The Labour Party has today announced its intention to scale back its flagship Green Prosperity Plan, with the previous figure of £28 billion of funding per year now ditched.
The party’s clean energy policy has now been downgraded to £4.7 billion a year in a major U-turn.
Labour leader Keir Starmer said that the Green Prosperity Plan “is about turning a corner on fourteen years of Conservative decline and investing in Britain’s future”.
Speaking to reporters in parliament he blamed the Conservative Party for “maxing out the credit card” and insisted that the original pledge was no longer affordable.
Under the new slimmed down blueprint public funding for a major home insulation drive has been reduced from a planned £6 billion a year to just £1.2 billion.
Meanwhile the budget for Great British Energy, a publicly owned energy company that Labour plans to set up, will be handed £1.7 billion a year of taxpayers’ cash.
Rachel Reeves, the shadow chancellor, said it will be financed by hiking tax on energy producers’ profits from 75 per cent to 78 per cent, raising £2.2 billion a year.
The move will be the subject of controversy after John McTernan, who served as Blair’s political secretary, called the planned retreat “very disappointing” in response to reports yesterday.
Asked to comment on the reports, which were widespread yesterday, McTernan told the BBC’s Newsnight programme: “It is probably the most stupid decision the Labour Party has made.”
“This is a decision that we have to make now to decarbonise our economy and it is one which stands for a purpose, a great purpose, a grand purpose. Great parties have great causes”.
He added: “If you don’t have a great cause, you want to change from this Government, sure, but change to what? What is the change Labour now offers? It is very disappointing.”
In recent days, the Labour leader had insisted he was committed to meeting the £28 billion pledge, which was first made in 2021. But a public divide between him and the shadow chancellor, Rachel Reeves, had emerged — with Reeves repeatedly refusing to commit to the £28 billion investment target.
Last week, the shadow chancellor was asked on ten occasions if she wanted to commit to the so-called Green Prosperity Plan as it previously stood. Instead, she told Sky News: “The Conservatives crashed the economy and sent mortgage rates and the cost of government borrowing soaring”.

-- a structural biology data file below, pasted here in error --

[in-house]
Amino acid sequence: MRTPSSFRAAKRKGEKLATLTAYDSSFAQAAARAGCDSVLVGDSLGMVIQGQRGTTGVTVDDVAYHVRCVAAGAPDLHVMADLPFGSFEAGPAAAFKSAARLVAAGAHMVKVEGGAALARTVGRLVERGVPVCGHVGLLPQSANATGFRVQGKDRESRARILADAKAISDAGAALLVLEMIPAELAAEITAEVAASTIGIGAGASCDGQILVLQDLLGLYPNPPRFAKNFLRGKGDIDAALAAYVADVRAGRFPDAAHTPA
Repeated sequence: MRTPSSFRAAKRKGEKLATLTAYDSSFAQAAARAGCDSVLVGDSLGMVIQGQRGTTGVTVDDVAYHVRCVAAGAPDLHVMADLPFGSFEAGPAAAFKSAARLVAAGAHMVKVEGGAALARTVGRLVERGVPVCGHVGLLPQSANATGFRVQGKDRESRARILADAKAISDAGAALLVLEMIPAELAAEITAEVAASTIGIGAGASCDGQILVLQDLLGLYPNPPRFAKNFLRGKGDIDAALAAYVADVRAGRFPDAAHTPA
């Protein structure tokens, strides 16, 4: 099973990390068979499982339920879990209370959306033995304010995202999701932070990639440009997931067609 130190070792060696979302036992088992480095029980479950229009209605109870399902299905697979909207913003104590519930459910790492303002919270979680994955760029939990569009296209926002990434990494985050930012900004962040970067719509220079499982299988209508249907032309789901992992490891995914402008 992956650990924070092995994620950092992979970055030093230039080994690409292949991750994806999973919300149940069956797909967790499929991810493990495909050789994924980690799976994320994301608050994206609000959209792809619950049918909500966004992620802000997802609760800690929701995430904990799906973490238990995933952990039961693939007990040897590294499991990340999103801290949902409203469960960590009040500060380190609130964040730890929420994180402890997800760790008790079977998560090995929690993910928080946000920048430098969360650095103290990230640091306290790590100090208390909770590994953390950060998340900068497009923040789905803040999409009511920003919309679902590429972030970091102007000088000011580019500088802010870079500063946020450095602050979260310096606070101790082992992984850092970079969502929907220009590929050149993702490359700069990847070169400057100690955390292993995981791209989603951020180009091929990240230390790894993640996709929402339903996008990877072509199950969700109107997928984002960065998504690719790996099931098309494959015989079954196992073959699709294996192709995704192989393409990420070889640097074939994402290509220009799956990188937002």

“That does change what will be possible for an incoming Labour government.”
Starmer, on the other hand, cited the £28 billion figure as recently as this week. He told Times Radio: “We want to have clean power by 2030 … That’s where the £28bn comes in, that investment that is desperately needed for that mission.”
Reports have pointed to an internal divide in the party over the figure, with supporters said to have been shadow energy secretary Ed Miliband, deputy leader Angela Rayner and shadow international development minister Lisa Nandy.
Among those opposed to the £28 billion target were reported to be shadow Cabinet Office minister Pat McFadden, top strategist Morgan McSweeney and Rachel Reeves.
Announcing the plan in 2021 at Labour Party conference, the shadow chancellor promised that a Labour government would borrow £28 billion a year for five years to fund green energy projects and infrastructure.
Vowing to be Britain’s first “green chancellor”, she said: “As chancellor I will not shirk our responsibility to future generations and to workers and businesses in Britain”.
She added: “No dither, no delay. Labour will meet the challenge head on and seize the opportunities of the green transition. We will provide certainty and show leadership in this decisive decade.”
Announcing its new green energy commitment today, the Labour Party emphasised its plan to introduce a new publicly owned company called Great British Energy.
The company, which Labour has already announced will be headquartered in Scotland, is set to be given an initial capitalisation of £8.3 billion in the next parliament, the party confirmed.
This includes the £3.3 billion already announced for the party’s Local Power Plan.
Speaking today, Rachel Reeves said: “Labour is ambitious for Britain’s future. There is a global race taking place in the jobs and industries of the future, and we are determined to lead it.
“All the Conservatives are offering the country is five more years of economic failure that will working people choice. Labour has a plan to invest and to get Britain’s future back.”
Ed Miliband said: “Labour will be fighting the election with a world-leading agenda on climate and energy with every single individual policy already announced now confirmed for the manifesto: Great British Energy, a National Wealth Fund, a Warm Homes Plan, a British Jobs Bonus, a Local Power Plan and no new oil and gas licences as well as our 2030 clean power mission”.
Chancellor Jeremy Hunt claimed today Labour’s decision to axe the £28 billion green investment pledge showed “what sort of chaos” Britain would face if the party is elected later this year.
He tweeted: “After four years of Sir Keir Starmer’s leadership it seems like Labour’s only economic plan is to copy the Conservatives.
“But if their policies flipflop like this in opposition, what sort of chaos would the British people have to endure if they got into power?”
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